How to Fix Laminated Countertop


QUESTION: There is a plastic laminate on our sink countertop. I guess the laminate actually is the countertop. In any case, one end of it has come a bit loose. I assume it can be recemented, but what kind of glue should be used?

ANSWER: Contact cement. This adhesive usually is applied to both surfaces and permitted to dry a while, but that might be a little difficult when only a small part of the two surfaces can be reached.

Try this: Take a flat wooden stick, like an ice cream pop stick, and place some contact cement on it.

Carefully shove the stick under the top of the laminate. Quickly press down the laminate and just as quickly, lift it up.

This will place contact cement on both surfaces. But the cement now needs time to dry. Place some kind of prop there so the two sides do not come together. After about an hour, remove the prop, push down the laminate top and weight it down with several heavy books.

Since the cement bonds immediately, it is necessary to keep the books there for only a minute or two. You can dispense with the books if, when you press down the laminate, you are willing to hold it there tightly for a minute or two.

Wipe Colors on Wood for a Pickled Effect

Q: I would like to try my hand at pickling wood and intend to get a book or two on how it is done. In the meantime, can you help me? Is it true such pickling can only be done on open-grained woods?

A: There are a number of finishes on the market that are called pickled finishes, but a true pickled finish is that which is obtained by wiping colors on woods such as walnut, oak and mahogany.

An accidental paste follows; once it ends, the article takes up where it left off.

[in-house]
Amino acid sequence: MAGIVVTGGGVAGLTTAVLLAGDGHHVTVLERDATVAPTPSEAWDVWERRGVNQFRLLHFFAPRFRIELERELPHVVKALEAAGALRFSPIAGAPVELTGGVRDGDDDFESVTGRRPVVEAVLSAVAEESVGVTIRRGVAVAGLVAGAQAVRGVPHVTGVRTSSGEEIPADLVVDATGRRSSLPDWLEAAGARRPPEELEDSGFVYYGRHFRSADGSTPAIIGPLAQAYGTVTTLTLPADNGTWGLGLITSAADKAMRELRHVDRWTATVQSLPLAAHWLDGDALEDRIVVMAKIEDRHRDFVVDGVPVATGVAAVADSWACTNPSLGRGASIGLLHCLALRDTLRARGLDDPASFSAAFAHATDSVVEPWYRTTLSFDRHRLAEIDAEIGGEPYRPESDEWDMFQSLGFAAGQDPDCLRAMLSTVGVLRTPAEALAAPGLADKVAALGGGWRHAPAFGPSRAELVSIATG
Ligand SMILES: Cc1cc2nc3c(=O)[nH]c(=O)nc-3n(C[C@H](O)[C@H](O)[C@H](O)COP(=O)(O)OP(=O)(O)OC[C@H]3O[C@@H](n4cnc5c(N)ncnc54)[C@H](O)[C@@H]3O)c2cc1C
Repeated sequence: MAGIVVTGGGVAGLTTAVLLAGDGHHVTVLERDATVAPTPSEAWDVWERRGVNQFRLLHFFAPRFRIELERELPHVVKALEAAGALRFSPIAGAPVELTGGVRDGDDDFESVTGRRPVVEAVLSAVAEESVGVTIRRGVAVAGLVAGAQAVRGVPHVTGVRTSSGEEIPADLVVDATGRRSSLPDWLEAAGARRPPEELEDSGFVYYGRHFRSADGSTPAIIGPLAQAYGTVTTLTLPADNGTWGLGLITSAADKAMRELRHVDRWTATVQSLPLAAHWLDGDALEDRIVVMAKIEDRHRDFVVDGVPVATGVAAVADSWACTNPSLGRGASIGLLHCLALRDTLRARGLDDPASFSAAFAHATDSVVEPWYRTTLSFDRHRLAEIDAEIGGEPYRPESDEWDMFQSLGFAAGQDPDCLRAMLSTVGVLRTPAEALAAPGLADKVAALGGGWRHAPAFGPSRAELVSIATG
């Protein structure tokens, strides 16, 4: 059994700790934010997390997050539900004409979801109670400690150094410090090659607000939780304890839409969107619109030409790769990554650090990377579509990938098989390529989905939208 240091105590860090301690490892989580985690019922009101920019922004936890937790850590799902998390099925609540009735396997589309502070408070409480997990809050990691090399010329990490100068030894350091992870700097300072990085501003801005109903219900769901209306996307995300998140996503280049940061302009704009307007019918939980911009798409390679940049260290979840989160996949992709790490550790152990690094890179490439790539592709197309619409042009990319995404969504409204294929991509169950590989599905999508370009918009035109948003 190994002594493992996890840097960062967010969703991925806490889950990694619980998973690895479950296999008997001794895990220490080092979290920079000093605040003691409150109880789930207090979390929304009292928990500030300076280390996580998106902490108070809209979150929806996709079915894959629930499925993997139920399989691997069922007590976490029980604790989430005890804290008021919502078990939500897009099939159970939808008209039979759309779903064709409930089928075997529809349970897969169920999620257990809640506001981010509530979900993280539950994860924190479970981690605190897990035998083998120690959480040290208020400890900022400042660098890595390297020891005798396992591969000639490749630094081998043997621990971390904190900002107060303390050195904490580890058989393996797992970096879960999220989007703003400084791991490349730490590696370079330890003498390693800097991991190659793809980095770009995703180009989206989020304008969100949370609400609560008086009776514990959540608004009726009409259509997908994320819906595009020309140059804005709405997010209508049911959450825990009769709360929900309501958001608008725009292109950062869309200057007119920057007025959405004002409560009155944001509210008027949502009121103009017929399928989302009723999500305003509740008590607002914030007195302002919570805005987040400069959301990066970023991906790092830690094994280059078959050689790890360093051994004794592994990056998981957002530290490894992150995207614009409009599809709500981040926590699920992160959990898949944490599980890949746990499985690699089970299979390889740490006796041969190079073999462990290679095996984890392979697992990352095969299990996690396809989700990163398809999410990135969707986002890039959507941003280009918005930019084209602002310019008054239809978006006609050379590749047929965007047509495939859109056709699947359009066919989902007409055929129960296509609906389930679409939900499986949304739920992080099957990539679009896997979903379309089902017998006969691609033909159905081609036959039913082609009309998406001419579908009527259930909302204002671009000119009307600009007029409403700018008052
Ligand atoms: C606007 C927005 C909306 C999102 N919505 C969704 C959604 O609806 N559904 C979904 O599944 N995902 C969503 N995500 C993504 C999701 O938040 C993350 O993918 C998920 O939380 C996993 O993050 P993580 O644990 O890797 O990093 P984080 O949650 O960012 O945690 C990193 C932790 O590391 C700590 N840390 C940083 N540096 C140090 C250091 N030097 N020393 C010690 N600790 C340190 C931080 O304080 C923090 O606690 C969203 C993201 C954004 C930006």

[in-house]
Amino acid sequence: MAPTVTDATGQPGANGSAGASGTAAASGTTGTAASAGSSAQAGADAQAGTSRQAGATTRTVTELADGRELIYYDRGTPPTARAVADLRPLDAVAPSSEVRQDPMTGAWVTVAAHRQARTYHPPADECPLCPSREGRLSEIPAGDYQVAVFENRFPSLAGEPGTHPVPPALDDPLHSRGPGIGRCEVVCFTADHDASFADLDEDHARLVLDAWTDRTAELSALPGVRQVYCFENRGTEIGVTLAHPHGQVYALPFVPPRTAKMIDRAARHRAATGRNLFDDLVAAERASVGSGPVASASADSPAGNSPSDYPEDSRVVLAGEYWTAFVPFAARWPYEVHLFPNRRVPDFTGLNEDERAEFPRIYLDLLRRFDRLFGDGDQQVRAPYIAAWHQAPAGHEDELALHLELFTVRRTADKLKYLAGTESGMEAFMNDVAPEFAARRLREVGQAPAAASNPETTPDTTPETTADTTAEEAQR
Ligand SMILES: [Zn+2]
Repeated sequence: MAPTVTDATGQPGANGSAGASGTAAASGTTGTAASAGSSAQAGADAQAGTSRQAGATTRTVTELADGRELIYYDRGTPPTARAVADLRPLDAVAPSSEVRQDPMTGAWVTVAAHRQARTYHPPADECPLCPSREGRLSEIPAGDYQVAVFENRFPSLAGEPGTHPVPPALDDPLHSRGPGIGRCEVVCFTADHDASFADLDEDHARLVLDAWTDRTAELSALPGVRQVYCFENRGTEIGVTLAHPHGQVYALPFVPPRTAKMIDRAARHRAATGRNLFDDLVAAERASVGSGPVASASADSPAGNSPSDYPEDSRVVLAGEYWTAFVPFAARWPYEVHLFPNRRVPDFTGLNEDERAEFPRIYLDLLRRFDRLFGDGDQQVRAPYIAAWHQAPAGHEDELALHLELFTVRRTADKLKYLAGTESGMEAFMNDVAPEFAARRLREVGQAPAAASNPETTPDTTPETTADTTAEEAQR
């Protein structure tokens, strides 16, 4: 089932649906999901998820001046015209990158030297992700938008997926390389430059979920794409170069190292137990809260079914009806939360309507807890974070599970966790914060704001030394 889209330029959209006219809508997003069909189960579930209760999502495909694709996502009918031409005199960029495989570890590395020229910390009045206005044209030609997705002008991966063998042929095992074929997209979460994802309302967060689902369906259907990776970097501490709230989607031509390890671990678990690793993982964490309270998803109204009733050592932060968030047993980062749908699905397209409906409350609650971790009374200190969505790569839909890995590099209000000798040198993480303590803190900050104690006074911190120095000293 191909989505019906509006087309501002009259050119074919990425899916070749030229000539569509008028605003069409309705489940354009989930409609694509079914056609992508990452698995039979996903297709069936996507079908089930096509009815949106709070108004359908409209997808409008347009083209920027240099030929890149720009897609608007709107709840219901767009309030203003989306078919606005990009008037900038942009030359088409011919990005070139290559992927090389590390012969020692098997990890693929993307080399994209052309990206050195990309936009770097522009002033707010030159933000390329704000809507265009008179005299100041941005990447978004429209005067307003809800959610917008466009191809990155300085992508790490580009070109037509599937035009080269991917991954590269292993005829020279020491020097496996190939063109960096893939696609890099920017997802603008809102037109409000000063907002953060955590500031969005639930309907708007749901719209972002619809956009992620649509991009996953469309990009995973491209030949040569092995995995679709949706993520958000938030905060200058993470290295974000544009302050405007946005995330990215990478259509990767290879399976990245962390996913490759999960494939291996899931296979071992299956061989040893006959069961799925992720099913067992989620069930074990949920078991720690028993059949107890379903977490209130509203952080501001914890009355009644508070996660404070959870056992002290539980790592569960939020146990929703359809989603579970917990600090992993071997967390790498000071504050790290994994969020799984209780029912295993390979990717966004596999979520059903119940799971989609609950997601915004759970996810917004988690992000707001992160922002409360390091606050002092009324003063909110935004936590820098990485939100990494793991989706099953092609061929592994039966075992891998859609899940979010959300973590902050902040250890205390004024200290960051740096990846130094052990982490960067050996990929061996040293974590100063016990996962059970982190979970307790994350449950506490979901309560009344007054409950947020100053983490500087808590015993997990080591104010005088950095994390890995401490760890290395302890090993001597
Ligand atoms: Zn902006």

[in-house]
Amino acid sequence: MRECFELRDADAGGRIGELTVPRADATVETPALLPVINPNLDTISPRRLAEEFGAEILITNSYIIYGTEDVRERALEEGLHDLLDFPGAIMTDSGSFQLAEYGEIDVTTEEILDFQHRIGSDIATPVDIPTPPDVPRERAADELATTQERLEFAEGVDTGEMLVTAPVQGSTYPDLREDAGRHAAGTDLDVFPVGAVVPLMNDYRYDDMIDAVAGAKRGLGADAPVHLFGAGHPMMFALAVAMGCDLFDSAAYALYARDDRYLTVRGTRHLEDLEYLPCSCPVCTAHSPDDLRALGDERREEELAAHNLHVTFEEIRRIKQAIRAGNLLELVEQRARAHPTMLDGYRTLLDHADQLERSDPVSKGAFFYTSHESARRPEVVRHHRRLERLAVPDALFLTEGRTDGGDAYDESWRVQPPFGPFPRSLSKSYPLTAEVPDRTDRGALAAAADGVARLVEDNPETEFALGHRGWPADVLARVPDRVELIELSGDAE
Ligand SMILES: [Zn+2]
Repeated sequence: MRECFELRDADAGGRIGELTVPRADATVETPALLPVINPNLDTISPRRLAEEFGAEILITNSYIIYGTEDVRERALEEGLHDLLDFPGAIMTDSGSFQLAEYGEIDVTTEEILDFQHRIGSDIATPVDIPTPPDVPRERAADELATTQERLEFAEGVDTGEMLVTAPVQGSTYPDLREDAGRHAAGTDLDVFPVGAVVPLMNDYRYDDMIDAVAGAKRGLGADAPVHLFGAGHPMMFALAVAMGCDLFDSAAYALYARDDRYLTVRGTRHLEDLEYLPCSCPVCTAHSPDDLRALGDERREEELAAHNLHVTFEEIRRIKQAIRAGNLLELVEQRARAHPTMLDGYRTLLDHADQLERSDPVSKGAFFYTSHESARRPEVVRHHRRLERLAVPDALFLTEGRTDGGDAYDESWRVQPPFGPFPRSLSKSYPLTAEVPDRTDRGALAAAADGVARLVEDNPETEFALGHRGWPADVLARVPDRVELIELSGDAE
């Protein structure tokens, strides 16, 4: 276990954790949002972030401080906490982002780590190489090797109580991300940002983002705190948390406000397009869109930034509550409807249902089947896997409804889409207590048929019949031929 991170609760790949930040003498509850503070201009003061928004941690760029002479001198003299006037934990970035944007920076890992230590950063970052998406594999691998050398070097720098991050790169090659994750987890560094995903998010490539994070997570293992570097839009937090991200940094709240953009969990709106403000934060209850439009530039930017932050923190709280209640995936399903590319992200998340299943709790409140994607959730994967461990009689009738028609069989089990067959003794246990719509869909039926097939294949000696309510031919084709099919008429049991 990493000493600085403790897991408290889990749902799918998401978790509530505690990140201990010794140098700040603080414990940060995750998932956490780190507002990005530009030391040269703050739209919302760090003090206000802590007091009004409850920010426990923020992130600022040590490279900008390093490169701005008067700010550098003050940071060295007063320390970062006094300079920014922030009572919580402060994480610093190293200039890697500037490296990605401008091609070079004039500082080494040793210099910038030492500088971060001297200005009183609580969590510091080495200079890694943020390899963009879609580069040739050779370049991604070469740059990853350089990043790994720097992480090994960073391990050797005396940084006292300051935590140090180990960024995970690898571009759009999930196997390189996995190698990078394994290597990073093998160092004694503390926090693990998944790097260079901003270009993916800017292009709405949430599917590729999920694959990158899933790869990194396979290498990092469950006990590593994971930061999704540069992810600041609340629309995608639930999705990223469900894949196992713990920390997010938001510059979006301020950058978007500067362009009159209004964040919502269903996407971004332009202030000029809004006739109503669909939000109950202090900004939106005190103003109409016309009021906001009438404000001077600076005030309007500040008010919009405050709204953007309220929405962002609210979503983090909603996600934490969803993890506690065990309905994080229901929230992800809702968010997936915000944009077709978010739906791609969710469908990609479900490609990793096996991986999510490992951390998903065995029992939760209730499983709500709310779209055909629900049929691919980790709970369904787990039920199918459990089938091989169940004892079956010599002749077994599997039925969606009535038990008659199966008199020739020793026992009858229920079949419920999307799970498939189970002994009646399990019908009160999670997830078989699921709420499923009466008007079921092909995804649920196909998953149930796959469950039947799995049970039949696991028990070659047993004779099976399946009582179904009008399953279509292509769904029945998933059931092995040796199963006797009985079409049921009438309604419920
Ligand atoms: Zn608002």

When the coloring is applied to the wood, some of it remains in the open pores and produces the effect we know as pickling. In some methods, bleaching is a part of the process. Wood finishing involves a lot of personal preferences. No matter what a finish is called and regardless of how it is achieved, it's the right finish for you if you like it.

How to Keep Kitchen Sink Free From Clogs

Q: Our kitchen sink clogs up periodically. I have tried almost everything without success, including one of those steel augers. Nothing seems to work. I have been told the only way I will get the drain working again is to open up the plug under the sink at the bottom of the elbow pipe. Is this something I can handle myself?

A: It isn't difficult if you are the least bit handy. Actually, you can answer the question better than anybody else. Two things come to mind.

Before you use a wrench on the plug, be sure there is a pail or basin under it to catch water remaining in the trap. And, secondly, the stoppage may be farther down in the system, in which case you will have to get a plumber.

Reconsider Uses for a Home Work Bench

Q: I am making a work bench for my garage, where I will be doing a lot of work. I want to put perforated hardboard at the top of it in the rear to hold various tools. Can I attach it with nails or should I use screws?

A: Screws would be better. But hold on a minute. If you attach the perforated hardboard to the bench, won't everything rattle and roll every time you do any hammering on the bench?

You had better reconsider unless you will be using the work bench for chores that will not require any heavy work.

Fill Driveway Hole With Blacktop Mix

Q: There is a ragged hole in our blacktop driveway. It's in a part the car usually doesn't go over, but just to be sure, how soon can the car be driven over a repair? What's the easiest way to handle such a repair?

A: After poking at the opening to loosen anything that will come loose, fill the hole with a blacktop mix.

The instructions on the container of mix should be read, but there is nothing left to do but to tamp down the patch. Add more mix if necessary. This kind of repair usually can withstand the weight of a car almost immediately, but an overnight wait is preferable.

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